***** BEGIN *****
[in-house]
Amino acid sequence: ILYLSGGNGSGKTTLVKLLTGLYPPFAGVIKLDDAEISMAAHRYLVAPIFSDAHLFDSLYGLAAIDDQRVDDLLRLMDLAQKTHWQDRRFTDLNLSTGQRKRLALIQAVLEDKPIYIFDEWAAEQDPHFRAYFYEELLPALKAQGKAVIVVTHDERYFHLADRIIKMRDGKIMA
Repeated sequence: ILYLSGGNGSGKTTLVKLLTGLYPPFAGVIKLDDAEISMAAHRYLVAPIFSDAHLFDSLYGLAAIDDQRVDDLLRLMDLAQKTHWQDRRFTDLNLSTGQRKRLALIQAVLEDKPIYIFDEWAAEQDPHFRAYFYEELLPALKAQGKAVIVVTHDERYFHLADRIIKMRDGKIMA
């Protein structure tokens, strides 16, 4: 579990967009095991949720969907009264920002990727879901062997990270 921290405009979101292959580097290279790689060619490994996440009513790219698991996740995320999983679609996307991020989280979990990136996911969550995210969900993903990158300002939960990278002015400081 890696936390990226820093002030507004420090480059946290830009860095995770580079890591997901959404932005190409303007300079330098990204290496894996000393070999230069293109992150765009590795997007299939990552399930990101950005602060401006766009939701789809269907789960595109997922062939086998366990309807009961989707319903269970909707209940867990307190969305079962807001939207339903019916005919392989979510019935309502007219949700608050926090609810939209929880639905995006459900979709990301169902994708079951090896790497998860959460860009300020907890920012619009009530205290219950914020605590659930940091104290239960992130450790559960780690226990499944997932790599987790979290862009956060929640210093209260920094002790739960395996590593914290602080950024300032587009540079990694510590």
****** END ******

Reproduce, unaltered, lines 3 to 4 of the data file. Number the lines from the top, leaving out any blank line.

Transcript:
Repeated sequence: ILYLSGGNGSGKTTLVKLLTGLYPPFAGVIKLDDAEISMAAHRYLVAPIFSDAHLFDSLYGLAAIDDQRVDDLLRLMDLAQKTHWQDRRFTDLNLSTGQRKRLALIQAVLEDKPIYIFDEWAAEQDPHFRAYFYEELLPALKAQGKAVIVVTHDERYFHLADRIIKMRDGKIMA
């Protein structure tokens, strides 16, 4: 579990967009095991949720969907009264920002990727879901062997990270 921290405009979101292959580097290279790689060619490994996440009513790219698991996740995320999983679609996307991020989280979990990136996911969550995210969900993903990158300002939960990278002015400081 890696936390990226820093002030507004420090480059946290830009860095995770580079890591997901959404932005190409303007300079330098990204290496894996000393070999230069293109992150765009590795997007299939990552399930990101950005602060401006766009939701789809269907789960595109997922062939086998366990309807009961989707319903269970909707209940867990307190969305079962807001939207339903019916005919392989979510019935309502007219949700608050926090609810939209929880639905995006459900979709990301169902994708079951090896790497998860959460860009300020907890920012619009009530205290219950914020605590659930940091104290239960992130450790559960780690226990499944997932790599987790979290862009956060929640210093209260920094002790739960395996590593914290602080950024300032587009540079990694510590």